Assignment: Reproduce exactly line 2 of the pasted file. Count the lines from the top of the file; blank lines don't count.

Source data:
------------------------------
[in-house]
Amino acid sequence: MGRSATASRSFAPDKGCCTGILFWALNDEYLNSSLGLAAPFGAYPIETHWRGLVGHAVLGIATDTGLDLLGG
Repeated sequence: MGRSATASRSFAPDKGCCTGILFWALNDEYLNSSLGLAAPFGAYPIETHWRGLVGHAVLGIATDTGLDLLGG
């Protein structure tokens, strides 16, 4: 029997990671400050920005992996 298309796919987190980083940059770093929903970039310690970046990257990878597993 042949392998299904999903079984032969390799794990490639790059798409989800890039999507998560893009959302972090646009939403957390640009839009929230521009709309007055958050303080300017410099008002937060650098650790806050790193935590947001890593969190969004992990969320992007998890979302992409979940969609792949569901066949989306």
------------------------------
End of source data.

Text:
Amino acid sequence: MGRSATASRSFAPDKGCCTGILFWALNDEYLNSSLGLAAPFGAYPIETHWRGLVGHAVLGIATDTGLDLLGG